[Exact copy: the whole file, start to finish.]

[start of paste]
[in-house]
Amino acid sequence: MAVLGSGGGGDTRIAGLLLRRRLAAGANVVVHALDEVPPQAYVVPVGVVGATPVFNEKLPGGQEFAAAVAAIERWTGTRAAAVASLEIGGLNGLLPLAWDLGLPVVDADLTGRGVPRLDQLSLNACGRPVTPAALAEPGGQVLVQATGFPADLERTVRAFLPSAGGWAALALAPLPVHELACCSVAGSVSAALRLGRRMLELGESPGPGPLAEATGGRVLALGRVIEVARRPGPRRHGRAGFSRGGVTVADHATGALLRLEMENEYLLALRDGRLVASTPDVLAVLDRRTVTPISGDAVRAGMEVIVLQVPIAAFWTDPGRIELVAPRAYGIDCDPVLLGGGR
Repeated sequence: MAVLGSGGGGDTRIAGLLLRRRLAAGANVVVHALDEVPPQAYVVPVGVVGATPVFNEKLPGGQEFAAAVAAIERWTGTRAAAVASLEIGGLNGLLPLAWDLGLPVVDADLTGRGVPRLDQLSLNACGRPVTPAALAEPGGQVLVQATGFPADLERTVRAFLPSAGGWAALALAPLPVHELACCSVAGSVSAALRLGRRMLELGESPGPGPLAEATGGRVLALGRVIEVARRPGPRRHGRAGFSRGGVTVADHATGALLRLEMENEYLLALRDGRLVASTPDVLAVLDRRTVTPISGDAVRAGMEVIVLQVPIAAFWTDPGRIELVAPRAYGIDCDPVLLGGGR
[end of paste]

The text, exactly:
[in-house]
Amino acid sequence: MAVLGSGGGGDTRIAGLLLRRRLAAGANVVVHALDEVPPQAYVVPVGVVGATPVFNEKLPGGQEFAAAVAAIERWTGTRAAAVASLEIGGLNGLLPLAWDLGLPVVDADLTGRGVPRLDQLSLNACGRPVTPAALAEPGGQVLVQATGFPADLERTVRAFLPSAGGWAALALAPLPVHELACCSVAGSVSAALRLGRRMLELGESPGPGPLAEATGGRVLALGRVIEVARRPGPRRHGRAGFSRGGVTVADHATGALLRLEMENEYLLALRDGRLVASTPDVLAVLDRRTVTPISGDAVRAGMEVIVLQVPIAAFWTDPGRIELVAPRAYGIDCDPVLLGGGR
Repeated sequence: MAVLGSGGGGDTRIAGLLLRRRLAAGANVVVHALDEVPPQAYVVPVGVVGATPVFNEKLPGGQEFAAAVAAIERWTGTRAAAVASLEIGGLNGLLPLAWDLGLPVVDADLTGRGVPRLDQLSLNACGRPVTPAALAEPGGQVLVQATGFPADLERTVRAFLPSAGGWAALALAPLPVHELACCSVAGSVSAALRLGRRMLELGESPGPGPLAEATGGRVLALGRVIEVARRPGPRRHGRAGFSRGGVTVADHATGALLRLEMENEYLLALRDGRLVASTPDVLAVLDRRTVTPISGDAVRAGMEVIVLQVPIAAFWTDPGRIELVAPRAYGIDCDPVLLGGGR